And now (sweet babe) what can my trembling heart
Suggest to right my doleful fate or thee?
Tears are my muse, and sorrow all my art,
So piercing groans must be thy elegy.

Thus whilst no eye is witness of my moan,
I grieve thy loss (ah, boy too dear to live!)
And let the unconcerned world alone,
Who neither will, nor can refreshment give.

An offering too for thy sad tomb I have,
Too just a tribute to thy early hearse;
Receive these gasping numbers to thy grave,
The last of thy unhappy mother’s verse.

I really like that. Woman to woman it spoke to me about what it feels like to lose a baby. And the power of words, the catharsis, making sense of it. It also shows there’s nothing really new under the sun. With all the advance of medicine, I still know how she feels. It’s not just me, but I couldn’t say it that well.

And I guess we’re a post-religious society, not everyone wants to turn to the Bible, but poems are sort of substitute for prayer-books, the Bible, rosaries etc?

I think that’s right. So often at funerals people recite poems. It seems there’s something about that art form.

Do you think poetry can do that more than prose?

I love prose too, but I do think there’s something about that particular art form, the concentrated language. It demands concentration in the way prose doesn’t always. You may not understand it, it doesn’t matter, you can just feel the rhythm and sense the symbols.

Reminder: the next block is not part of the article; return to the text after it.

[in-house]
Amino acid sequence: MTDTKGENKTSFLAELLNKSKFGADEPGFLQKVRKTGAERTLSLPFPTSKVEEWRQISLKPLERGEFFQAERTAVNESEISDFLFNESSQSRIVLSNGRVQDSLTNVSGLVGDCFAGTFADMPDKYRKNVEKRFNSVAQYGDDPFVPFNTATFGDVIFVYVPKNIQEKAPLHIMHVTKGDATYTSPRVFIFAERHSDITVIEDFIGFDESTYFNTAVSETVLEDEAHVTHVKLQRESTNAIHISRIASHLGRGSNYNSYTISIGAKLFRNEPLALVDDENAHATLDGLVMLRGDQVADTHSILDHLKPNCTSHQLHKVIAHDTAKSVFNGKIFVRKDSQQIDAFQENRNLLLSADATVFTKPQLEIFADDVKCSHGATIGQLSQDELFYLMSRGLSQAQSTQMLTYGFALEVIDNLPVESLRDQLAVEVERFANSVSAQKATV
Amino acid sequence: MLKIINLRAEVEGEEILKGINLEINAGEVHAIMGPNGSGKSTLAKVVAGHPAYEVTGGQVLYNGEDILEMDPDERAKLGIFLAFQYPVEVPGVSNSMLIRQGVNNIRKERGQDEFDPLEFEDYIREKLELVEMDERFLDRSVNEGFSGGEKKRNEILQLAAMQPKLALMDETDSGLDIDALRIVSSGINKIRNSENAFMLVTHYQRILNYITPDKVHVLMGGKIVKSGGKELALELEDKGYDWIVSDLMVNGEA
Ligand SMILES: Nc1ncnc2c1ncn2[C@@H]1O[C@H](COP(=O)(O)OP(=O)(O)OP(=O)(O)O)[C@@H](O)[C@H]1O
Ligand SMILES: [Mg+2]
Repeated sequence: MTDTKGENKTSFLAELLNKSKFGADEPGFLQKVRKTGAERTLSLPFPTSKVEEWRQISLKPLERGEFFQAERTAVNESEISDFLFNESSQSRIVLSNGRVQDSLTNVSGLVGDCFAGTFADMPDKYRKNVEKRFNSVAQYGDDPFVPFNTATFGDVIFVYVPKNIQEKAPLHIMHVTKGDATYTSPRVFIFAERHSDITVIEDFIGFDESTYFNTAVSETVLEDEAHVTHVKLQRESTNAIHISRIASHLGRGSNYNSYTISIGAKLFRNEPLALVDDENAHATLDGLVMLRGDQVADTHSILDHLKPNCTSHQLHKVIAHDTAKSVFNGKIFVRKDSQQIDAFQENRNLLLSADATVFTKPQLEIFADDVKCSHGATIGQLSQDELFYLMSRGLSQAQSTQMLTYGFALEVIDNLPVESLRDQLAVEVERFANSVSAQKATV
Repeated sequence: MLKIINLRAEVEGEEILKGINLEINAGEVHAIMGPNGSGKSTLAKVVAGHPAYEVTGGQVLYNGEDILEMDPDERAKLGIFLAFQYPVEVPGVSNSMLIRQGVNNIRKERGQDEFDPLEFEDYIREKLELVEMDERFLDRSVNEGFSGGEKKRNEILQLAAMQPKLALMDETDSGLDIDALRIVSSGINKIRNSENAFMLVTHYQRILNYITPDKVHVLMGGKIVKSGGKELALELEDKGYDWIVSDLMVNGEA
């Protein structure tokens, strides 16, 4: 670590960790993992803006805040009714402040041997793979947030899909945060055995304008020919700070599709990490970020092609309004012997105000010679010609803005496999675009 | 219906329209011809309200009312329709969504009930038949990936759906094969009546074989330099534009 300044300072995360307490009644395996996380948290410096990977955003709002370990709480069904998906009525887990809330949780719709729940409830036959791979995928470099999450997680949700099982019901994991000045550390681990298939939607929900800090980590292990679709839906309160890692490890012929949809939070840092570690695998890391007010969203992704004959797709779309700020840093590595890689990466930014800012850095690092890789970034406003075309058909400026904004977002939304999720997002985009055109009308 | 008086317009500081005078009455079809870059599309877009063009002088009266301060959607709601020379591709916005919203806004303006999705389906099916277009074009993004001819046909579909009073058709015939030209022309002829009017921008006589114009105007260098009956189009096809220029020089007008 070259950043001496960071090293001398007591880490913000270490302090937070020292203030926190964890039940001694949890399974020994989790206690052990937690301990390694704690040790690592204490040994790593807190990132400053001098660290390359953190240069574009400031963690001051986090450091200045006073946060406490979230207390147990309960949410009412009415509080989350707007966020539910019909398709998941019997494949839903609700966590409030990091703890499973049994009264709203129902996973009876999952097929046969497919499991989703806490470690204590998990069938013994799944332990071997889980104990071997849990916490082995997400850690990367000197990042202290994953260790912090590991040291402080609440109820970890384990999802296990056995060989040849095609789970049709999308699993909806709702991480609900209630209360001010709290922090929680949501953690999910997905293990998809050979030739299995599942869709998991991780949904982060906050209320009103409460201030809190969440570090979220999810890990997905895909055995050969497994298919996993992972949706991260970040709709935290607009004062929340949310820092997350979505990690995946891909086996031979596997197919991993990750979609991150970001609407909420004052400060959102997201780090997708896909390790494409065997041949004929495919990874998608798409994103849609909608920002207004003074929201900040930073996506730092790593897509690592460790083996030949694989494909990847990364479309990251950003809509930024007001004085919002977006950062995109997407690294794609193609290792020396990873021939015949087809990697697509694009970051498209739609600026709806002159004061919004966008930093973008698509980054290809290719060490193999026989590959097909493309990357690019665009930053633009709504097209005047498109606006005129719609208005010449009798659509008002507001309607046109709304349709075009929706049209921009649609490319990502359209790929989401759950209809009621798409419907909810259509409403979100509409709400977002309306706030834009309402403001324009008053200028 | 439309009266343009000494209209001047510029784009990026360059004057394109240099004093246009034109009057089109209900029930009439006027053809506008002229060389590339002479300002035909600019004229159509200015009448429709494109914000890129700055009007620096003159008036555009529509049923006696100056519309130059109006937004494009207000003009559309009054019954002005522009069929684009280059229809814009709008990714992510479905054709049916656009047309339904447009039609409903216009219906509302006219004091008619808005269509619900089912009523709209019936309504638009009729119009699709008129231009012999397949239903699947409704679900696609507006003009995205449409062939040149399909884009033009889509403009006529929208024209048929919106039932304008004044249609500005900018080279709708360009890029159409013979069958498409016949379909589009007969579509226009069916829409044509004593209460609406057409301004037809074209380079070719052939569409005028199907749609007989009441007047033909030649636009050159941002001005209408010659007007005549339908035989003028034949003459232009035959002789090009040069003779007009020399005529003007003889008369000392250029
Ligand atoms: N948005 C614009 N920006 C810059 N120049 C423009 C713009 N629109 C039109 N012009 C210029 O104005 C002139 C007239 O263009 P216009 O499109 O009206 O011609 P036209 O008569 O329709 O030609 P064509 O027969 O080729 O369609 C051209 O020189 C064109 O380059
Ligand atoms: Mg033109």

And it’s close to song, isn’t it, so it has an incantatory quality.

That’s right, and the rhythm can be like a heartbeat.

Do you usually read to yourself or out loud?

Usually to myself but I love hearing it being read out loud. We have Ian McKellen reading a Wordsworth sonnet in the course, and he has such a beautiful voice, hearing him read it took me to a completely different place, a different space.

Do you think academic literary studies tends to be a bit blind to the possible therapeutic benefits of literature?

I do. One journalist was quite critical of the project – he said poetry is high art, it’s not therapy. I thought, what a snobbish attitude. Bibliotherapy is a very ancient idea. In Chinese and Japanese culture, there was a tradition of getting away from the court, going to the country, and using poetry to get into a different headspace.

That’s interesting, the idea of poetry as an inner retreat – it can help one find a restorative depth, even in a hospital.

I really believe that. You could be in a high-rise flat, but feel like you’re in a garden, if you’re reading Wordsworth or Marvell. It enriches your inner life. Poems on the Underground was a really brilliant idea – on a busy tube, you read a poem and it transports you. You’re in a different space.

Harold Bloom talks about the importance of memorizing poetry, making it a part of your inner speech as it were.

Yes, my generation was taught to learn poems by heart. There’s all sorts of interesting studies, particularly with dementia, that people who learn poetry by rote can still remember them when they have dementia. I interviewed Melvyn Bragg for the course – his mother got dementia, and when nothing reached her, she’d still respond to Wordsworth’s Daffodils. One of the problems with dementia is that people are very frightened. Anything that stops people feeling so frightened is beneficial.I do. It’s an interesting expression – by heart. It goes in your heart. Then you can remember it in times when you don’t have a book to hand, and be comforted.